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WOW someone else who AUCTUALLY knows what Asperger's syndrome is NO WAY! contact me @ billiejoesmistressss yahoo messenger. As the mom of a child with Asperger's it is so nice to see other people get it I so agree!!

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Have you read Dear John by Nicholas Sparks? It is about Asperger's syndrome. One of the main characters has it. It's a wonderful book.

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I have both a friend and a cousin (or two) with Asperger's. *shrug*

"I'm not anti-American or anti-anything. I'm just anti-dumb***-mother****ers."

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Thanks for the sensitive response, selkn. I cannot stand it when people are cruel about those with mental handicaps.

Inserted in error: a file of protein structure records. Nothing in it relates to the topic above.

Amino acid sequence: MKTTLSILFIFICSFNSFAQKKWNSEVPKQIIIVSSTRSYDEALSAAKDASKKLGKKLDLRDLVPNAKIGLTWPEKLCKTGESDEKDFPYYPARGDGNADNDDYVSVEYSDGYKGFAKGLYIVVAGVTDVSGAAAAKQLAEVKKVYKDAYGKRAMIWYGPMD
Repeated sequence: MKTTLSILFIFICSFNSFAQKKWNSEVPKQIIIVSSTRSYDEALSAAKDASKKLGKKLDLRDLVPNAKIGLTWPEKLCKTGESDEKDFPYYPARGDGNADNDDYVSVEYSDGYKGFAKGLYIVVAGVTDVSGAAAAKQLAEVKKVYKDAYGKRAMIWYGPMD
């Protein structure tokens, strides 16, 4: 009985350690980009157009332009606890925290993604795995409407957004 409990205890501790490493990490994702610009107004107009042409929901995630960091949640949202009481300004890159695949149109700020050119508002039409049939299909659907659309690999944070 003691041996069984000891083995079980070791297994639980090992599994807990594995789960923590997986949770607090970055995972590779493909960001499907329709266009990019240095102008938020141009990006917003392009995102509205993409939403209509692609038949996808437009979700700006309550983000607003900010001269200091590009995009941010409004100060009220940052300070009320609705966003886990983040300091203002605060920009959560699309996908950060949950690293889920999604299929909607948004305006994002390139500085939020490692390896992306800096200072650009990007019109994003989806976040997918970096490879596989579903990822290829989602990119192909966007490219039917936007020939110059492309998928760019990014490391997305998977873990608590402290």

Go Cubs NL Central Champs!

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It's not really clear as to whether Carla is a borderline mental retardate or a mild mental retardate. It would depend upon whether her i.q. score was above 75 or below 75. (Below 70 associates to mild mental retardation. Above 70 and less than 80-85 is considered borderline mentally retarded)

The other criterion is the level of adaptive functioning. Interactions with the environment, communication skills, personal hygiene, etc.

The thing to know about people with mental retardation is that in most cases, there is no known reason or biological cause. Some studies suggest that only 25% of cases have a specific identifiable cause. That said, I have seen studies that suggest that with the available technology and will to research individuals, they are starting to assign "etiologies" to people previously considered "unclassified".

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Carla didn't have the disability, Juliette Lewis did